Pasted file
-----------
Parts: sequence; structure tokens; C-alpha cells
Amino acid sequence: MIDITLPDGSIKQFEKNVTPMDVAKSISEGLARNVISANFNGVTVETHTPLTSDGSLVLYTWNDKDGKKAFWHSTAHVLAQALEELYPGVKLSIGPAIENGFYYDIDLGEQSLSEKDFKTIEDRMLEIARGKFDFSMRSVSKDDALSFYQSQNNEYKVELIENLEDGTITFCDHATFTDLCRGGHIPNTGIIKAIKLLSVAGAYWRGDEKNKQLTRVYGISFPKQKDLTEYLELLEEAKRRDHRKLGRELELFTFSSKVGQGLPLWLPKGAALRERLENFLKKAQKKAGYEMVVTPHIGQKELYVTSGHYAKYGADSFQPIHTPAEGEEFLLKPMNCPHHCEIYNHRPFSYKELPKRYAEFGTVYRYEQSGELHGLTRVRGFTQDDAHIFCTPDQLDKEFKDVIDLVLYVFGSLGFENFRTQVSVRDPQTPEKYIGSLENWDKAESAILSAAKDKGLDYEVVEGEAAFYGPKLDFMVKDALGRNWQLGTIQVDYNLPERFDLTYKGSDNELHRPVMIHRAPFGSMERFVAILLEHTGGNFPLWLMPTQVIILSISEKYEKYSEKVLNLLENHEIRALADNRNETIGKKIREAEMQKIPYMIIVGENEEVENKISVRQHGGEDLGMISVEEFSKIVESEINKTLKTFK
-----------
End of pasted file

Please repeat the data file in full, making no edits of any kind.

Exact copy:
Parts: sequence; structure tokens; C-alpha cells
Amino acid sequence: MIDITLPDGSIKQFEKNVTPMDVAKSISEGLARNVISANFNGVTVETHTPLTSDGSLVLYTWNDKDGKKAFWHSTAHVLAQALEELYPGVKLSIGPAIENGFYYDIDLGEQSLSEKDFKTIEDRMLEIARGKFDFSMRSVSKDDALSFYQSQNNEYKVELIENLEDGTITFCDHATFTDLCRGGHIPNTGIIKAIKLLSVAGAYWRGDEKNKQLTRVYGISFPKQKDLTEYLELLEEAKRRDHRKLGRELELFTFSSKVGQGLPLWLPKGAALRERLENFLKKAQKKAGYEMVVTPHIGQKELYVTSGHYAKYGADSFQPIHTPAEGEEFLLKPMNCPHHCEIYNHRPFSYKELPKRYAEFGTVYRYEQSGELHGLTRVRGFTQDDAHIFCTPDQLDKEFKDVIDLVLYVFGSLGFENFRTQVSVRDPQTPEKYIGSLENWDKAESAILSAAKDKGLDYEVVEGEAAFYGPKLDFMVKDALGRNWQLGTIQVDYNLPERFDLTYKGSDNELHRPVMIHRAPFGSMERFVAILLEHTGGNFPLWLMPTQVIILSISEKYEKYSEKVLNLLENHEIRALADNRNETIGKKIREAEMQKIPYMIIVGENEEVENKISVRQHGGEDLGMISVEEFSKIVESEINKTLKTFK